In some cases, borrowers with low incomes could be required to make a zero-dollar payment and would still be considered current on their loan. Monthly payments can increase or decrease each year based on the borrower's income and family size.

For those who think getting full debt forgiveness in 20 years is far too long, why there's a loophole for that too: just go "work" for Uncle Sam:

Borrowers with public-service jobs may qualify for loan forgiveness after just 10 years.

As for eligibility "constraints":

To be eligible for the program, borrowers must have taken out their first federal student loan after Sept. 30, 2007, and received at least one federal student loan after Sept. 30, 2011. Borrowers also must meet eligibility cutoffs based on the size of their debt, their discretionary income and family size.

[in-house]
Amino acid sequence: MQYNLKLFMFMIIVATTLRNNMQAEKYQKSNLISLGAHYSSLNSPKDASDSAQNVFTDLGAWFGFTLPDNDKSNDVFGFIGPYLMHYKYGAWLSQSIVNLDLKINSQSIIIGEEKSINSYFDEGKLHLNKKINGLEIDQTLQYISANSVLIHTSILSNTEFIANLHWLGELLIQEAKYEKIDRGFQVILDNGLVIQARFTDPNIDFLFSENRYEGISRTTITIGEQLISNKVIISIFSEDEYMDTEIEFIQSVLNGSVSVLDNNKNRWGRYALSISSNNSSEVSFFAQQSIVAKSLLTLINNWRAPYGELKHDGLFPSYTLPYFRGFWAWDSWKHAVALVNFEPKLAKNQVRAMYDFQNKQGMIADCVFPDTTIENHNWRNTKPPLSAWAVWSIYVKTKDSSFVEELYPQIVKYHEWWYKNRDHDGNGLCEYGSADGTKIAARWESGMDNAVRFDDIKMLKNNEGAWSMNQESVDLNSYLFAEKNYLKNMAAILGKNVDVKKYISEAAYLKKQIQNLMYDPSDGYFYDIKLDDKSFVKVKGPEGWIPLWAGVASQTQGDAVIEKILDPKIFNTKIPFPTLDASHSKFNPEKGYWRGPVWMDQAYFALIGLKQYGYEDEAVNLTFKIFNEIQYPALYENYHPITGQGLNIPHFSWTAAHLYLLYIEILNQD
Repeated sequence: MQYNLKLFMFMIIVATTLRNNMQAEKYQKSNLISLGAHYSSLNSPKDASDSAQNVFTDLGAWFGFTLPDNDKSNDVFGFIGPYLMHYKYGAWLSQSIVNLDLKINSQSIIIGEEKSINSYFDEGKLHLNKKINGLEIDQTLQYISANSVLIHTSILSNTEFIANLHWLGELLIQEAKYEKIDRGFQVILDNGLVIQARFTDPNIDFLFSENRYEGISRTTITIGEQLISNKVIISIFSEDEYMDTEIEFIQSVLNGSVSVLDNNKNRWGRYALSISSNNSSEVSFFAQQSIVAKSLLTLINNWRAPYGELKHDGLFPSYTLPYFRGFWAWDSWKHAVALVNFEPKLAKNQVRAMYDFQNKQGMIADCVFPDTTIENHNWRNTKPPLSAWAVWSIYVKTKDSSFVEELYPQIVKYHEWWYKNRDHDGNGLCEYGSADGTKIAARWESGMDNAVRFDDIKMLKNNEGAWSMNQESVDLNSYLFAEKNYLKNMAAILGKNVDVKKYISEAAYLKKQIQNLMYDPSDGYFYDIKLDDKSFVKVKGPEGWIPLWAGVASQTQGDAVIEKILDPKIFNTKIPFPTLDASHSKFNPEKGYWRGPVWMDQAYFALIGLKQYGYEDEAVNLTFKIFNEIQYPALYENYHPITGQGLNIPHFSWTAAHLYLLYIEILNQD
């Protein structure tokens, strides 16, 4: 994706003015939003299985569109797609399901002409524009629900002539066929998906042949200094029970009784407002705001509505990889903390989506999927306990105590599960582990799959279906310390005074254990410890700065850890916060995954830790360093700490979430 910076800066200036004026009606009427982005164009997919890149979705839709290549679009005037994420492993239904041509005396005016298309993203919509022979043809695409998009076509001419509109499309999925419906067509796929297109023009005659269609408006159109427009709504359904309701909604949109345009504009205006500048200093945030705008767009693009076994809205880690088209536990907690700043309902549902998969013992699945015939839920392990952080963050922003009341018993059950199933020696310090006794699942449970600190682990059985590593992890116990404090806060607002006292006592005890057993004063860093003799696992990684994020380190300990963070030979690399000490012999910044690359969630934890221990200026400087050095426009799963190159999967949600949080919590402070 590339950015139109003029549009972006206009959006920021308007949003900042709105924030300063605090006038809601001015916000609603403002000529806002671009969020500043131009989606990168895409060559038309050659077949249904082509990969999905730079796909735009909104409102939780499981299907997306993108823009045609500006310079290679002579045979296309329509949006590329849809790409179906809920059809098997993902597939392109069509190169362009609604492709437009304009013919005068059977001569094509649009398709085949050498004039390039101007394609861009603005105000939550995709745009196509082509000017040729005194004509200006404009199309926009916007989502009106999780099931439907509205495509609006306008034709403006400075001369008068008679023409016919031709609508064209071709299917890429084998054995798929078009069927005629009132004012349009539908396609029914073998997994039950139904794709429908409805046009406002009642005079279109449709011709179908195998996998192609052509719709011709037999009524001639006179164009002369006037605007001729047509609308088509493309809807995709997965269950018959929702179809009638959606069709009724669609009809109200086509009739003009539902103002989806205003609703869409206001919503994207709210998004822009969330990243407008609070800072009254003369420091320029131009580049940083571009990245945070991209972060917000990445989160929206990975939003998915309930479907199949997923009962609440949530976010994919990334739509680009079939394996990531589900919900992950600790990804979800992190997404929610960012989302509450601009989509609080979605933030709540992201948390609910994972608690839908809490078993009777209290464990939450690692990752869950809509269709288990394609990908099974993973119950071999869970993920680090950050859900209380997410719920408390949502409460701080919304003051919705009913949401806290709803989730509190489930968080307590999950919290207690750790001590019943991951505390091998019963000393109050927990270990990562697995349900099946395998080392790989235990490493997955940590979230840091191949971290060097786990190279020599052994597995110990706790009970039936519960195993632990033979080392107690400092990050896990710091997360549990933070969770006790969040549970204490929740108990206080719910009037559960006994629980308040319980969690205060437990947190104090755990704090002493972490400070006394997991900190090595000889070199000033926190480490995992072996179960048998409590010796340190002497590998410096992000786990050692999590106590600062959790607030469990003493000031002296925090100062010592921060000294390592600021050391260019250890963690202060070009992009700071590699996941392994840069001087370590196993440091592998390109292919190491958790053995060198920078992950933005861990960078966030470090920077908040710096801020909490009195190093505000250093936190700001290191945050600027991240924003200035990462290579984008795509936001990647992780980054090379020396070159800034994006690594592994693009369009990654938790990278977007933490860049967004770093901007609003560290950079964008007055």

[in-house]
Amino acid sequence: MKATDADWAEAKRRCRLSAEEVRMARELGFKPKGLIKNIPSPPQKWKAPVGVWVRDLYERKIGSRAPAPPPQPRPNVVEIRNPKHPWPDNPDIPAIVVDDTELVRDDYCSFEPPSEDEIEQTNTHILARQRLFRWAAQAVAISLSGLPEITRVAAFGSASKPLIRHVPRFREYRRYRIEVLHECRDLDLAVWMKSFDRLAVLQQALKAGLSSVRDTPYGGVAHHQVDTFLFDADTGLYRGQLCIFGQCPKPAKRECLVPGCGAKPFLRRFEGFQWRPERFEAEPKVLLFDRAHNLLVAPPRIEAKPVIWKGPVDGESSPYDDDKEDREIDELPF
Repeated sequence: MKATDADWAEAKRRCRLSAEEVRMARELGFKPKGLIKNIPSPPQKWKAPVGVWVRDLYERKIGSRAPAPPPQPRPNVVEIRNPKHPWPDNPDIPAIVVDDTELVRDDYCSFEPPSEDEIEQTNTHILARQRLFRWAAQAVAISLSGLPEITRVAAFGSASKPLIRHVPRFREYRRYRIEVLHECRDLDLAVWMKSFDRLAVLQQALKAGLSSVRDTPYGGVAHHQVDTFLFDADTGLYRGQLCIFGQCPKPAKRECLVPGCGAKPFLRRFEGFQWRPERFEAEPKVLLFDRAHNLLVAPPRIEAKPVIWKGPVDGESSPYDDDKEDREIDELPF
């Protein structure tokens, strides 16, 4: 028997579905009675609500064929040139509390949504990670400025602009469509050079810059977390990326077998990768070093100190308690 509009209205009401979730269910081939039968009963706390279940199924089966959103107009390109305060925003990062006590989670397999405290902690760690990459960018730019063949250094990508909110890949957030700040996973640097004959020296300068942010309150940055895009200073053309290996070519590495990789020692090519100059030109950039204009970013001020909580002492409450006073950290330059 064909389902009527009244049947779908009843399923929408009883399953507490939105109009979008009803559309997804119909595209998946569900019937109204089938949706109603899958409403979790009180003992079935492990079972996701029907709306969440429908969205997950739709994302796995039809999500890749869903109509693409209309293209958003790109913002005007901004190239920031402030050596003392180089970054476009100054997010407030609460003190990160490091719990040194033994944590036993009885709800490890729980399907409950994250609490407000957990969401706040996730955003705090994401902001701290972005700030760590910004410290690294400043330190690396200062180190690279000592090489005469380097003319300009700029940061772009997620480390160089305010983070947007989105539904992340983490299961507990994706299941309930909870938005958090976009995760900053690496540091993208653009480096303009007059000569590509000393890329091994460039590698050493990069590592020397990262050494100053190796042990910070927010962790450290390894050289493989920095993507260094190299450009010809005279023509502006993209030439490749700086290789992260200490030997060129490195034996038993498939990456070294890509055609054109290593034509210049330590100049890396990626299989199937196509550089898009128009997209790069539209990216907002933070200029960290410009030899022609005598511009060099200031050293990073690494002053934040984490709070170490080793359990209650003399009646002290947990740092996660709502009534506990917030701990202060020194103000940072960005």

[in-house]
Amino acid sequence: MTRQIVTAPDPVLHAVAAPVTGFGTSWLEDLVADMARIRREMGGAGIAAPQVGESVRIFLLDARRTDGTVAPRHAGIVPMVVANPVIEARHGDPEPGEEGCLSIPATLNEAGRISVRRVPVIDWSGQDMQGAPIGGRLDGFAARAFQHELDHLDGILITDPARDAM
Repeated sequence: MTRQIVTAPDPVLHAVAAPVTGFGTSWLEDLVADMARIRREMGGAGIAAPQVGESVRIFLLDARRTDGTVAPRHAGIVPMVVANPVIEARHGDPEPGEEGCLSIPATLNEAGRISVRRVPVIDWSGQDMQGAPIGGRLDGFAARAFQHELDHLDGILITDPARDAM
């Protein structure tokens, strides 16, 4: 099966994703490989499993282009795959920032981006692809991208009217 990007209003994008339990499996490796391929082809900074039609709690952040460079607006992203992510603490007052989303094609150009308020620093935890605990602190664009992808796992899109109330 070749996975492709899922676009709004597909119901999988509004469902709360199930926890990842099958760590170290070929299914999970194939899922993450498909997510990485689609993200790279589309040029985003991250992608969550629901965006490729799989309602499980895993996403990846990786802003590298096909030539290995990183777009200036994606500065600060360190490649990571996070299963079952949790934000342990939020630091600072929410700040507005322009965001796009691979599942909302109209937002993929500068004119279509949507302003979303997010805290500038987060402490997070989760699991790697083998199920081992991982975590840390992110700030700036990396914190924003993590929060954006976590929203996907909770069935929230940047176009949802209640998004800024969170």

The U.S. Department of Education's Pay As You Earn calculator, available at studentaid.gov, can help you determine if you qualify. Borrowers can apply for the program online or by contacting the loan servicer that collects their payments on behalf of the federal government.

In other words, virtually all people who were responsible for the diagonal take off in the Federal student loan total in the current depression are now eligible for what will eventually be full debt discharge.

So let's get this straight:

  1. go to some "everyone who applies is admitted" community college
  2. take on the biggest Federal loan one can get
  3. use the proceeds for everything besides the tuition (of course)